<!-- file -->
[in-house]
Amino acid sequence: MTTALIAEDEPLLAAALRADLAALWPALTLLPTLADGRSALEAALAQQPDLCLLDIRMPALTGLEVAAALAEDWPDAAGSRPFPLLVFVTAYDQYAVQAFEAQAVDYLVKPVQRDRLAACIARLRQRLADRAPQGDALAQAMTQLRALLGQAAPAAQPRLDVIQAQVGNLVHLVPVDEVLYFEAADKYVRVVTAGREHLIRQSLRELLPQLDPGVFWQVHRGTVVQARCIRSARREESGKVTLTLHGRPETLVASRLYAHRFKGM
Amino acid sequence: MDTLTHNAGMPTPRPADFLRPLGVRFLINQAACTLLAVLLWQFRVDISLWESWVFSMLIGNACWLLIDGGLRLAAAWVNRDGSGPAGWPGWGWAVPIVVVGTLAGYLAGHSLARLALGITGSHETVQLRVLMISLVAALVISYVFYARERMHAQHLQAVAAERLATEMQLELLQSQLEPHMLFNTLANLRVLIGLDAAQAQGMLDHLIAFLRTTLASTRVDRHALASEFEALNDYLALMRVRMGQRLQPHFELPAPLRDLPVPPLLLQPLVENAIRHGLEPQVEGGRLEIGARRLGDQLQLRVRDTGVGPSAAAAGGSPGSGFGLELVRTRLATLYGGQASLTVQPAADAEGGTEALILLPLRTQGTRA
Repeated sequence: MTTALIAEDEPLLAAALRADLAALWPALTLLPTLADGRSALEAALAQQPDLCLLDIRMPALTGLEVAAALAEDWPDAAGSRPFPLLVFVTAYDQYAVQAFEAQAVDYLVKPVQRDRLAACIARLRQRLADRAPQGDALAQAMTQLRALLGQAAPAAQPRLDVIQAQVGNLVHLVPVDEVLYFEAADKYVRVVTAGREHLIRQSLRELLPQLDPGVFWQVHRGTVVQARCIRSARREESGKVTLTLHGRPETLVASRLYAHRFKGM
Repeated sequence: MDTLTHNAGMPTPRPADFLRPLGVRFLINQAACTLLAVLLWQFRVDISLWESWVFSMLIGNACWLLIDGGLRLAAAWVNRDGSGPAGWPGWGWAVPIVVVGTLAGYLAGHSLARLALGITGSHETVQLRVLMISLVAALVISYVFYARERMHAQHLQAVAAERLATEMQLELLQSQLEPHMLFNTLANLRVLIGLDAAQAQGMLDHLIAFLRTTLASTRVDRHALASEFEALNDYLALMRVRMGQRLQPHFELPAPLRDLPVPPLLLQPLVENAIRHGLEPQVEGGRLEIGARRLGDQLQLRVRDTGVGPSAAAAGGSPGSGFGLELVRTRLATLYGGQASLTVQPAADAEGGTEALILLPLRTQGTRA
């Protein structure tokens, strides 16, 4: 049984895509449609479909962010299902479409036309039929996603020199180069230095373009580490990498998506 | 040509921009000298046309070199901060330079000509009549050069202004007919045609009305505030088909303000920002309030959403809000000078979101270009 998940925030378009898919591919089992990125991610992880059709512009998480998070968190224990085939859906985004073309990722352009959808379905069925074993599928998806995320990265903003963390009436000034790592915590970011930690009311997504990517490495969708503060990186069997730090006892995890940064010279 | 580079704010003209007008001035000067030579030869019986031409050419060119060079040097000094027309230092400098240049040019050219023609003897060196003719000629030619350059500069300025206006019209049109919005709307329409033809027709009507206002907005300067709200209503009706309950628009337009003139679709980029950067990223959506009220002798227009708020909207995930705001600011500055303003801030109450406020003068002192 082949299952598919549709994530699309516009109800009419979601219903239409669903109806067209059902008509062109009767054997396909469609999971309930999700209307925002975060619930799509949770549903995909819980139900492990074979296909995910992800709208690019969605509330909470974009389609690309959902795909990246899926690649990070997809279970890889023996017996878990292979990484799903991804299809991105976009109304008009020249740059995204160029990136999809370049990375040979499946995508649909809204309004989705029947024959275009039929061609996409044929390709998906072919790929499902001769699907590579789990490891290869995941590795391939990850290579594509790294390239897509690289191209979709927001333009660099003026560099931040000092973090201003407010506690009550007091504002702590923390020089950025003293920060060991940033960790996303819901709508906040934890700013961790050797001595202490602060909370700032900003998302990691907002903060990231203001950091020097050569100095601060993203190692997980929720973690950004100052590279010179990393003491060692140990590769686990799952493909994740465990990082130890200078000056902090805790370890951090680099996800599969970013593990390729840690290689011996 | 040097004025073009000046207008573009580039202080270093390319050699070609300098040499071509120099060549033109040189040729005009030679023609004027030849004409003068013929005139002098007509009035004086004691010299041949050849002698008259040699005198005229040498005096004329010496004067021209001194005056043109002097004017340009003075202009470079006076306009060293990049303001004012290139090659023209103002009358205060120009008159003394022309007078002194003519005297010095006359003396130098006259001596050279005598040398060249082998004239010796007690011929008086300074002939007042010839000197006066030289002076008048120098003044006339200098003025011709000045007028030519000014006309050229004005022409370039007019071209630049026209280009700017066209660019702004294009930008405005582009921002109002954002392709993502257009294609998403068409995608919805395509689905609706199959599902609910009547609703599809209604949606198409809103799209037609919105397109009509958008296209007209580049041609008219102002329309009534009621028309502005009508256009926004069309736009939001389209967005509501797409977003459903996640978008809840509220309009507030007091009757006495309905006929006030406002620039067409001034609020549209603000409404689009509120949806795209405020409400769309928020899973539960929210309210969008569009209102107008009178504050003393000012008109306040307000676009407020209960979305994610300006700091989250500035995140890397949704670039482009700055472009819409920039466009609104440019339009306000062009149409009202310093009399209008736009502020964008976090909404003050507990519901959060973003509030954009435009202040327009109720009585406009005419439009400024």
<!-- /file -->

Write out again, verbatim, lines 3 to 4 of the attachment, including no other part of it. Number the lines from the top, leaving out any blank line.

Amino acid sequence: MDTLTHNAGMPTPRPADFLRPLGVRFLINQAACTLLAVLLWQFRVDISLWESWVFSMLIGNACWLLIDGGLRLAAAWVNRDGSGPAGWPGWGWAVPIVVVGTLAGYLAGHSLARLALGITGSHETVQLRVLMISLVAALVISYVFYARERMHAQHLQAVAAERLATEMQLELLQSQLEPHMLFNTLANLRVLIGLDAAQAQGMLDHLIAFLRTTLASTRVDRHALASEFEALNDYLALMRVRMGQRLQPHFELPAPLRDLPVPPLLLQPLVENAIRHGLEPQVEGGRLEIGARRLGDQLQLRVRDTGVGPSAAAAGGSPGSGFGLELVRTRLATLYGGQASLTVQPAADAEGGTEALILLPLRTQGTRA
Repeated sequence: MTTALIAEDEPLLAAALRADLAALWPALTLLPTLADGRSALEAALAQQPDLCLLDIRMPALTGLEVAAALAEDWPDAAGSRPFPLLVFVTAYDQYAVQAFEAQAVDYLVKPVQRDRLAACIARLRQRLADRAPQGDALAQAMTQLRALLGQAAPAAQPRLDVIQAQVGNLVHLVPVDEVLYFEAADKYVRVVTAGREHLIRQSLRELLPQLDPGVFWQVHRGTVVQARCIRSARREESGKVTLTLHGRPETLVASRLYAHRFKGM